Argentina has agreed to pay around $500 million to resolve debts resulting from its default in the opening years of the twenty-first century. According to five separate agreements, which were signed by the country and several European and U.S. corporations, the bondholders will write down around 25 percent of the total $677 million they are owed, and receive $500 million in new Argentinian bonds.

Argentina Flag

Argentina defaulted on most of its publicly held debt at the end of 2001. The total default amounted to $132 billion, and it has been the source of dispute between the country and many of its bondholders since. The $677 million debt that has been resolved today is just a tiny part of the debt that Argentina originally defaulted on.

Argentine debt deal

The four corporations involved in this debt deal are Vivendi SA (EPA:VIV) (OTCMKTS:VIVHY), Blue Ridge Investments, a part of Bank of America Corp (NYSE:BAC), Azurix Corp, and CC-WB Holdings LLC. A government statement on the deal, which was picked up by Reuters, said, “The proposals consist of the cancellation of those claims exclusively with public debt, for amounts which represent…a significant discount on the requested sums and a reasonable period for repayment.”

The deal comes at a time of political and economic trouble in Argentina. The country is looking to receive credit from last resort lender The World Bank in order to shore up its poor financial situation. The country is also hoping that the executive power of the United States directs the Supreme Court to reopen a case that ordered the firm to pay $1.3 billion to bondholders.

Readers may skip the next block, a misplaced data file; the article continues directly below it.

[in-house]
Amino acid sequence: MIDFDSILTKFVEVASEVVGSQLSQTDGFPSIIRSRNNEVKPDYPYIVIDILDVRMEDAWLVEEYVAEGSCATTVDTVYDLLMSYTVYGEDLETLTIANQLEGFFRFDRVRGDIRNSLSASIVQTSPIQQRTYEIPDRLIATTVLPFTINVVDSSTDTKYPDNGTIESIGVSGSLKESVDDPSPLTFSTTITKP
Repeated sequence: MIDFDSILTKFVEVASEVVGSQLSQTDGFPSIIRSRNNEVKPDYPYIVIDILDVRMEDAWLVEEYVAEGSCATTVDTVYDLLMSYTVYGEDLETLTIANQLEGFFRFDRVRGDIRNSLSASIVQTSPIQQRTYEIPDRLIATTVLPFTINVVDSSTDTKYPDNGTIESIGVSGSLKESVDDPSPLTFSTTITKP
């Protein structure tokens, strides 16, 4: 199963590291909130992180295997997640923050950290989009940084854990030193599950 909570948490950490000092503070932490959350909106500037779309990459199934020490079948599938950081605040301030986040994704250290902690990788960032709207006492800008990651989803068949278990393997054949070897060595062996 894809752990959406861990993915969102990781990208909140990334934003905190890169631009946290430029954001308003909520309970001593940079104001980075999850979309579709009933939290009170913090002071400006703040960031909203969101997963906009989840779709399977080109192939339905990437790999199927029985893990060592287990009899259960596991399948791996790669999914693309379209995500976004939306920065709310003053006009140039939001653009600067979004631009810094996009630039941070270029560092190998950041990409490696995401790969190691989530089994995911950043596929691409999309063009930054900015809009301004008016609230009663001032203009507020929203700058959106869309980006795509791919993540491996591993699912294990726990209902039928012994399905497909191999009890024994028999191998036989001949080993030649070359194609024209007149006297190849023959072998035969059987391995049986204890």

The deal recalls the most famous dispute that Argentina has had with bondholders. Elliott Management has been embroiled in several legal disputes about the debt it says it is owed by the country. That dispute reached a height last year, when the hedge fund decided to have a court in Ghana order the confiscation of an Argentinian Naval vessel at port in the country.

Elliott Management and Argentina

Elliott Management is part of the group that won the Supreme Court case against Argentina. The fund, which is led by investor Paul Singer, has spent a good deal of money on lobbying and legal fees in order to get its money back from Argentina.

The Supreme Court case awaits verification from the President of the United States before it becomes iron clad. If that happens, Argentina may have to pay out to Elliott after all.